America’s Infrastructure Problem

Investment in infrastructure development has been a problem in the United States for nearly two hundred years. Policymakers and politicians claim it’s now at its worst, and America’s infrastructure is crumbling.

Experts say that an increase in federal spending is needed to fix the problem, and to encourage America’s economy to grow. However, Bold Business looks at whether this tact really is the best way to improve infrastructure standards across the United States.

According to Chris Edwards at downsizing government.org, most projects are delivered by the private sector, such as power stations, pipelines, freight railways, and cell phone networks, and are a key economy driver for the country. However, the main problems lie within the infrastructure provided by the United States government, such as bridges and highways.

Federal involvement often leads to “waste and inefficiency”. Funds are mis-allocated and “projects get bogged down in mis-management and cost overruns”. These sorts of problems have “plagued federal infrastructure since the 19th century,” the report states.

The report argues that “the states and private sector are more likely to make sound investments without federal aid and regulations distorting their decision-making.”

The study looked at other developed countries and how they push their infrastructure projects through privatization, yielding great success stories over the past 30 years to deliver better airports, highways, seaports, etc.

The conclusion of the report determined that federal policymakers should “study the reforms abroad and work to reduce barriers to private infrastructure investment in the United States”. It also states that they should harness entrepreneurs and private investors to “fund, build, and manage infrastructure development” which would “reduce taxpayer burdens, improve economic efficiency, and spur innovation”.

Research compiled by downsizinggovernment.org, mentions that in 2015, most of America’s infrastructure was provided by the private sector. In fact, $2.3 trillion was spent on investments that included development of pipelines, factories, power stations, cell phone networks and in many other areas. In comparison, during the same time frame, the total federal, state, and local government infrastructure investment was $613 billion.

The rise in complaints and mis-management of funds led to a decrease in the amount government investment had been made on development.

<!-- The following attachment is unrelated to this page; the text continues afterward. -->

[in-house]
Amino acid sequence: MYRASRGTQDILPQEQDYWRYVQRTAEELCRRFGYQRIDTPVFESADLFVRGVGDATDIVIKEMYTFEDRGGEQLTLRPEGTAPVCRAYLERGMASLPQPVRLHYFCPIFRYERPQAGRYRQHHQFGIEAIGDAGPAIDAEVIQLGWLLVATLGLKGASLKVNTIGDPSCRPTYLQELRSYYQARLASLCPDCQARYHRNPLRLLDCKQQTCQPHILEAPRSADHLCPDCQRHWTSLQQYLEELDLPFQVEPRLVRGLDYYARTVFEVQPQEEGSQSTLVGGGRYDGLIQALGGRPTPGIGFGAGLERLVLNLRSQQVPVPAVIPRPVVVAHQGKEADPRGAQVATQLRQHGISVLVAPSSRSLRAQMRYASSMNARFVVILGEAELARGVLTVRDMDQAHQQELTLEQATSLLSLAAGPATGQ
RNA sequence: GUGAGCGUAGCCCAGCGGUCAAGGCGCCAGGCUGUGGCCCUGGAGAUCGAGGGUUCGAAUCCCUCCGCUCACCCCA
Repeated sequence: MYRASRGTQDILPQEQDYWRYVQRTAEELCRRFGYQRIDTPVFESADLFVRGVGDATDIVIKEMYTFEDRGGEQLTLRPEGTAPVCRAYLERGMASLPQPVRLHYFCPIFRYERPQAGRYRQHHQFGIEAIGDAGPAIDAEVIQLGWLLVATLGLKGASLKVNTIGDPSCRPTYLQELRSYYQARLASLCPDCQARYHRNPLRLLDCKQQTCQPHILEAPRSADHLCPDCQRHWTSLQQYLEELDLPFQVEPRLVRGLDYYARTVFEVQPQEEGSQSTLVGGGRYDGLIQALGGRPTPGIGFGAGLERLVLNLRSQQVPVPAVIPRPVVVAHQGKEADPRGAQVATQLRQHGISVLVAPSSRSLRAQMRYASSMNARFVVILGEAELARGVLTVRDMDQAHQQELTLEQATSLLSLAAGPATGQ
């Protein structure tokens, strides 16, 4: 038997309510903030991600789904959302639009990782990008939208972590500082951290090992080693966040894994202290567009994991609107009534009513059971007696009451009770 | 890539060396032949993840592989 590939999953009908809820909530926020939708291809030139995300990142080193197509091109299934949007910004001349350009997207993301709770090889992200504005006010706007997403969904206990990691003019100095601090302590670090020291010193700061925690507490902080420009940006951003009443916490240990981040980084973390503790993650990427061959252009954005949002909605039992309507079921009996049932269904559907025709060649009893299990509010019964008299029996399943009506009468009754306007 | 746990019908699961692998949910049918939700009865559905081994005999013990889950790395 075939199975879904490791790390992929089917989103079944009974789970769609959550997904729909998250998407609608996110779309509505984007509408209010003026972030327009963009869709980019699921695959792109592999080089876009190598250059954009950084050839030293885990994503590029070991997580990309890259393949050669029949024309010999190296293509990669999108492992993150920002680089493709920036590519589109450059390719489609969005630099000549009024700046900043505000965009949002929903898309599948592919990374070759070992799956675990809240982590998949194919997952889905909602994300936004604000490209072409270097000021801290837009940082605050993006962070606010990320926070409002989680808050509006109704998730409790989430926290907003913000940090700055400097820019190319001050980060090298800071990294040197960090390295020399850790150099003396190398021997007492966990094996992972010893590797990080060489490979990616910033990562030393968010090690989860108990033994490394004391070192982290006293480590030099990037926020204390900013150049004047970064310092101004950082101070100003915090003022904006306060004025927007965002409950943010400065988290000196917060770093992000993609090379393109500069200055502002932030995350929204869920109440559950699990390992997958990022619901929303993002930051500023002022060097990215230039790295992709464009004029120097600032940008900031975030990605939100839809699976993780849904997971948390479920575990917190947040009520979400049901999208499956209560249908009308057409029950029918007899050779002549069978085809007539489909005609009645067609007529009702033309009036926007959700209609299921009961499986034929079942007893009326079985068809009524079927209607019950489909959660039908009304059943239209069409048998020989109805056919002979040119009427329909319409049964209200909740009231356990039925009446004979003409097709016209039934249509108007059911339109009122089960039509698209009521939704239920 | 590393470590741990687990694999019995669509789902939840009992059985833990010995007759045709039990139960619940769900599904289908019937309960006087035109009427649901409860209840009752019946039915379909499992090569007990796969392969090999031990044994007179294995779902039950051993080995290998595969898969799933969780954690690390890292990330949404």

It is therefore blindingly obvious that if policymakers want to see an increase in investment, they should push for policy reform to increase spending. The report states that one reform would be to “cut the federal corporate income tax rate, which would increase the returns to a broad range of private infrastructure, and thus spur greater investment”.

However, it’s not all doom and gloom as some sectors have seen an improvement which dispels the notion that the government is under-investing across the board.

For example, the Federal Highway Administration (FHWA) report showed improvement on the nation’s bridges. The surface quality of highways has also improved. Since 1989, the FHWA has seen improvement all round and concluded that the interstate system is “in good shape relative to its past condition”.

Despite this success story, there are often calls for increased federal spending, but advocates ignore the inefficiencies and failures of past federal projects.

Federal aid is mainly based on formulas and political motives, not on demands, the report states. Therefore, aid is never usually attributed to the areas that need it the most. The report argues that the solution to America’s infrastructure challenges is by encouraging the private sector to have a greater role in infrastructure development.

There has been a tried-and-tested trend toward privatization globally, and as stated earlier on this move has proved successful for other nations. The measure eases the pressure on public funds and can drive the economy.

The OECD states that the United States is lagging other nations including Australia, Canada and Europe in privatization of infrastructure.

Policymakers have called for the American government to privatize the infrastructure it owns to pull it out of one of the worst states it has been in for years. Not only would it benefit the users but would also generate the economy by creating new opportunities for investors, entrepreneurs, and businesses.

For the United States to improve its infrastructure and to be mentioned in the same realm as other developed nations, it would appear the answer lies more in privatization than by increasing federal spending.

Originally Published at: http://www.boldbusiness.com/infrastructure/americas-infrastructure-problem/

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